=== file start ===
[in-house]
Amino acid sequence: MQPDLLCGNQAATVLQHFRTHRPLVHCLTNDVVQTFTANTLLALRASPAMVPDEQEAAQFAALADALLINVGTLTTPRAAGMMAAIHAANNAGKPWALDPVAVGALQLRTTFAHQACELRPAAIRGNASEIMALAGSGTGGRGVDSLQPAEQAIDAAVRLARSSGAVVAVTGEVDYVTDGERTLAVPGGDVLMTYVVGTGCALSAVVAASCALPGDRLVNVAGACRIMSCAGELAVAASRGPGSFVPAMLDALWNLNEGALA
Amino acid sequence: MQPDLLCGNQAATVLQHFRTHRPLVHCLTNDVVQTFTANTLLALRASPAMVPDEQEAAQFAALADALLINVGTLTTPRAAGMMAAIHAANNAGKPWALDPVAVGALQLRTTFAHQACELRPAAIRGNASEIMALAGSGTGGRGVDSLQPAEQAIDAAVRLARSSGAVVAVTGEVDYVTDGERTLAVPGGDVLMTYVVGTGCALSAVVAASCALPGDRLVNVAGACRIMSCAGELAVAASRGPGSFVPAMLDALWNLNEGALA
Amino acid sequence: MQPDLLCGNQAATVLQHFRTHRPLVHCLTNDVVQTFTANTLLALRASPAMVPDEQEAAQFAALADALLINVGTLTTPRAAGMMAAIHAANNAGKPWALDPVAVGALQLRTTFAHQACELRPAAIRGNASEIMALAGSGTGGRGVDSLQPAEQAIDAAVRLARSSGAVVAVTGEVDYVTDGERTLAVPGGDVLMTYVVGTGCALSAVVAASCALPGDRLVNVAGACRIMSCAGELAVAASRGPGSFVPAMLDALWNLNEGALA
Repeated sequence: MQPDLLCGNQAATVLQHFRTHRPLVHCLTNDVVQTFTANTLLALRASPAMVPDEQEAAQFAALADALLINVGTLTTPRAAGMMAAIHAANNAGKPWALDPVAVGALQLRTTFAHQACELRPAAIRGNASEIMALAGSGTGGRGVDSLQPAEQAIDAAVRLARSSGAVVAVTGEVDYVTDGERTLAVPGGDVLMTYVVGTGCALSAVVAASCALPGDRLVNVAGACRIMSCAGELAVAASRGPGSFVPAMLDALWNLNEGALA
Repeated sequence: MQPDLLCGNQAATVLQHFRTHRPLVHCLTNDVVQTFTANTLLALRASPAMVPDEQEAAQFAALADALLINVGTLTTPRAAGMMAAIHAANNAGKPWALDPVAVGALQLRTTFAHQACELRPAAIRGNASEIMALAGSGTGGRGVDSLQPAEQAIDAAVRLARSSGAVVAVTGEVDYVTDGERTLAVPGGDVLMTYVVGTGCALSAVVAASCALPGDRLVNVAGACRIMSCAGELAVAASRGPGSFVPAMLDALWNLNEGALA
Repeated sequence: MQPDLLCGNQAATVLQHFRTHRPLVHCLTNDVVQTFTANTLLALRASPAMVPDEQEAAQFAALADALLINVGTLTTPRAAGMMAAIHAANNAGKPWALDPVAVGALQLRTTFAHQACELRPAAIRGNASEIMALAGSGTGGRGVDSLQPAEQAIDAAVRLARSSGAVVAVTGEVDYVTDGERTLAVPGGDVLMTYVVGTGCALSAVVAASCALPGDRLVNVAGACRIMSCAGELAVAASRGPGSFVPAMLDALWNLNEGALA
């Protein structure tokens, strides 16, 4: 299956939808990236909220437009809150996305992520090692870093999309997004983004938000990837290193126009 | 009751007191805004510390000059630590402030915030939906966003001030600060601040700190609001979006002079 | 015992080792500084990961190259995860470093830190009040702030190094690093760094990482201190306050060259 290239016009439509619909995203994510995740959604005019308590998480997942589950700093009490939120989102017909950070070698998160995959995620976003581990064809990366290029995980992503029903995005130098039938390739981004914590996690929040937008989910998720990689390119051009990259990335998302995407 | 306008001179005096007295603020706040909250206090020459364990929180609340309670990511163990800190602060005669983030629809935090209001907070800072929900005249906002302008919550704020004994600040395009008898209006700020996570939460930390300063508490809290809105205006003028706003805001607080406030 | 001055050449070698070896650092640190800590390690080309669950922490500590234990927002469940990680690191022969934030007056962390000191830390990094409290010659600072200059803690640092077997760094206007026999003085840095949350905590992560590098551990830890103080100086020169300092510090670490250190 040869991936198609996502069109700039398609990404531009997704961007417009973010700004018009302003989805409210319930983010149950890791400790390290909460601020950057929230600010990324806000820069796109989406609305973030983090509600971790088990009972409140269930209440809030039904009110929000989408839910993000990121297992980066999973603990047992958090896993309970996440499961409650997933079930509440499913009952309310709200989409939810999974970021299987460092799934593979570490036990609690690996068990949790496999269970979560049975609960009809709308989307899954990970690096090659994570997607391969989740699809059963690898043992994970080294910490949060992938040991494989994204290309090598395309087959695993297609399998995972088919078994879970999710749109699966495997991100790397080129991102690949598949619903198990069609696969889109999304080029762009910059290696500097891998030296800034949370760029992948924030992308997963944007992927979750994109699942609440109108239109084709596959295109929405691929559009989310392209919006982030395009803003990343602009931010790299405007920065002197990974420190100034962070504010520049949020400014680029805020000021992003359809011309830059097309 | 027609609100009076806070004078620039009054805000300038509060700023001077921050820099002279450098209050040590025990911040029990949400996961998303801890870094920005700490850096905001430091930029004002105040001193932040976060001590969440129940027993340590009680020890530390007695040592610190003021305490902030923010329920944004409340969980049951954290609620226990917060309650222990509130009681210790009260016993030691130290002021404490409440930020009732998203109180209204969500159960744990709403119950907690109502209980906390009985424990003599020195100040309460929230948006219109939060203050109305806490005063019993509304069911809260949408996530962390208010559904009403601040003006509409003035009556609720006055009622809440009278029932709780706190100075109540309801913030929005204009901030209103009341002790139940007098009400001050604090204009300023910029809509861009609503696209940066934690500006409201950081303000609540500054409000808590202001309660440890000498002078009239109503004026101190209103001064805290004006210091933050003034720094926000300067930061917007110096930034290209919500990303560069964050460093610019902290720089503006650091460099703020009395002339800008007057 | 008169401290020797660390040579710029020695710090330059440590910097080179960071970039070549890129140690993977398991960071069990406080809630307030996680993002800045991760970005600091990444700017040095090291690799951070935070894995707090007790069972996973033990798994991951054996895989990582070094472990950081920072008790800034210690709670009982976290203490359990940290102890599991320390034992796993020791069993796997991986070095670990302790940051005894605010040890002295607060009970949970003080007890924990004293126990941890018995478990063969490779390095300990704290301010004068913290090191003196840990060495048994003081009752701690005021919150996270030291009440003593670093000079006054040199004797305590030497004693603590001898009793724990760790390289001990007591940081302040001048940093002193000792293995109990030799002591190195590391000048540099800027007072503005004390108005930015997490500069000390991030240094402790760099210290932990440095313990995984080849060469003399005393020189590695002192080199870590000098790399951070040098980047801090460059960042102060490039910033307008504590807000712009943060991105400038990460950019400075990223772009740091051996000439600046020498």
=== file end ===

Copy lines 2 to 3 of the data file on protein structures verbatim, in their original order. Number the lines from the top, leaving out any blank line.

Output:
Amino acid sequence: MQPDLLCGNQAATVLQHFRTHRPLVHCLTNDVVQTFTANTLLALRASPAMVPDEQEAAQFAALADALLINVGTLTTPRAAGMMAAIHAANNAGKPWALDPVAVGALQLRTTFAHQACELRPAAIRGNASEIMALAGSGTGGRGVDSLQPAEQAIDAAVRLARSSGAVVAVTGEVDYVTDGERTLAVPGGDVLMTYVVGTGCALSAVVAASCALPGDRLVNVAGACRIMSCAGELAVAASRGPGSFVPAMLDALWNLNEGALA
Amino acid sequence: MQPDLLCGNQAATVLQHFRTHRPLVHCLTNDVVQTFTANTLLALRASPAMVPDEQEAAQFAALADALLINVGTLTTPRAAGMMAAIHAANNAGKPWALDPVAVGALQLRTTFAHQACELRPAAIRGNASEIMALAGSGTGGRGVDSLQPAEQAIDAAVRLARSSGAVVAVTGEVDYVTDGERTLAVPGGDVLMTYVVGTGCALSAVVAASCALPGDRLVNVAGACRIMSCAGELAVAASRGPGSFVPAMLDALWNLNEGALA